There are animated features: The Incredibles, Spirited Away, Lilo & Stitch, Chicken Run, Despicable Me. All of these have very strong
There are live action pictures Shakespeare in Love, Moulin Rouge, Dogma, and the aforementioned Stardust. (Not very many -- but then I don't own very many movies.) In two of these, the lead female characters want to become actresses. In Dogma, she wants to fulfill her mission --- which she only poorly understands -- and get back to her home. More than that she is searching for God, and trying to find a glimpse of the divine in all the insanity that is happening all around her.
Out of all of the live action films, Stardust probably has the most strong women characters. (Yes, even above Moulin Rouge.) It's not a chick flick -- I am not really a fan of rom-coms, and even ones that pass the Bechdel test tend not hold my interest: Terms of Endearment and Steel Magnolias are two of the most annoying movies ever made. (I wish I had seen Bridesmaids -- I keep meaning to rent it.) The women characters in Stardust have a diverse set of agendas -- the most significant being the witches' hunt for the fallen star.***
What interests me is not just the movies I have that pass the Bechdel Test, but how many of them do not in any meaningful way: Master & Commander, Casablanca, Hair (the movie), Young Frankenstein, and Return of the King, Up, A Christmas Story, and a Fish Called Wanda (small interactions between Archie's wife and daughter Portia). Shrek 2 (all the conversations between female characters revolve either around Shrek or Charming), Finding Nemo (there are interactions between the Peach and Flo, but these last a matter of seconds and can't really be called conversations), Toy Story 1 & 2, and Happy Feet, Wall-E. (If I am including the chickens, I really need to include toys, penguins, robots, and fish.)
The lack of no significant female characters makes sense in a lot of them: Master and Commander and Return of the King are war movies, pretty much. Casablanca is emblematic of its time.**** A Christmas Story is centered around a single male character, and A Fish Called Wanda plays heavily upon the sexual relationship between Otto and Wanda, and Ken's infatuation with her, and the balance of the movie would have been thrown off by another woman in the gang.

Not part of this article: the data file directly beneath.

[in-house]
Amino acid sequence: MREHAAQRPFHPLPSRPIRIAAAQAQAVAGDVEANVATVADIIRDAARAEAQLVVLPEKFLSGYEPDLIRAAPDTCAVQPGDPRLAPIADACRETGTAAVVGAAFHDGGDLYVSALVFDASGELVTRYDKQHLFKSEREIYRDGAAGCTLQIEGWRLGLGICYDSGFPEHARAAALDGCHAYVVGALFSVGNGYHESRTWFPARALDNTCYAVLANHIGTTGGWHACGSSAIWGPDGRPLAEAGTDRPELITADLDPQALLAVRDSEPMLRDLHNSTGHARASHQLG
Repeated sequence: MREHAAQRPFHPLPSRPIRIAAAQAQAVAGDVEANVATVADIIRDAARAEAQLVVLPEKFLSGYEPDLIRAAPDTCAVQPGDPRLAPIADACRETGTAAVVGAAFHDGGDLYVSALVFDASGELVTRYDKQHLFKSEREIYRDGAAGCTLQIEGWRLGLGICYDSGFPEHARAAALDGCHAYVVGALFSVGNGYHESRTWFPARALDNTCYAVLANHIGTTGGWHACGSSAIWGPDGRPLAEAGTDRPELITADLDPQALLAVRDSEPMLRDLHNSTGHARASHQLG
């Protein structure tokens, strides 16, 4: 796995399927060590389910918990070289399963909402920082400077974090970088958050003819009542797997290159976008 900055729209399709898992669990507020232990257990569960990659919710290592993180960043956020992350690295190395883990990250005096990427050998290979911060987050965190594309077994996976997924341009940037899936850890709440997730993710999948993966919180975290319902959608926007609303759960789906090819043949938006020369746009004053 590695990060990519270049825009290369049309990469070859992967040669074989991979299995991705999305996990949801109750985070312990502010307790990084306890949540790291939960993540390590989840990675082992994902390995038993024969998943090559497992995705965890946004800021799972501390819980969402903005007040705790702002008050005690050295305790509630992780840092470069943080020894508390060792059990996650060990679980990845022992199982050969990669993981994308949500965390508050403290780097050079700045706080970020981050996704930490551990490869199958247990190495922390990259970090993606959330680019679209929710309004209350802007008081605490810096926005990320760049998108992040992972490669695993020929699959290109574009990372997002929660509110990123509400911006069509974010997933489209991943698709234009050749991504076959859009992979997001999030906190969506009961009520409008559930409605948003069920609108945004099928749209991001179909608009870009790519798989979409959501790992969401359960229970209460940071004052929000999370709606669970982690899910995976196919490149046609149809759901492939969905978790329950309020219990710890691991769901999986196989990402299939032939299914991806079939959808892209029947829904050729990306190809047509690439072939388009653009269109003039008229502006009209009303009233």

Then there is Mulan. In spite of its faults, I think every girl under the age of ten (or over, for that matter), should own this movie. Mulan is a wonderful story of female empowerment. But I need to see it again to see if it would pass the Bechdel Test: working from memory, I don't think it does. The conversations between Mulan and her mother may not be about a specific love interest, but are about the need for her to marry in general, and what she needs to make that happen.
It's not that these are bad movies. They're good, as far as I am concerned, or I would not own them. I don't think it is that I prefer male-centered movies, per se. I think there are honestly fewer good movies that are not romantically centered that revolve around women characters. Where are the movies about women on the prairie? Where are the movies about the suffrage movement? Are they out there?
If so, I think I need to seek them out.
*To members of my household: has anyone seen my copy of the deluxe edition of Citizen Kane? I cannot find it, and I want to watch the documentary Battle for Citizen Kane which is also in the set. Also, Mary Poppins has gone missing.
**The hens in Chicken Run count. I am unsure quite whether the girls in Despicable Me and The Incredibles do, but I am opting to throw them in anyway.
***Stardust contains one of my favorite movie quotes: "Nothing says 'romance' like the gift of a kidnapped injured woman!" As far as the witches go, seeking youth after two centuries of decrepitude becomes more understandable as I age. They still seem evil, just more understandably evil.
****Of course, on the other hand, there is Gone With the Wind (a wonderful movie I cannot stand -- the subject for a post for another day which I have been meaning to write for a while), Rebecca, and The Wizard of Oz, none of which I own but all of which fall within roughly the same cinematic era as Casablanca.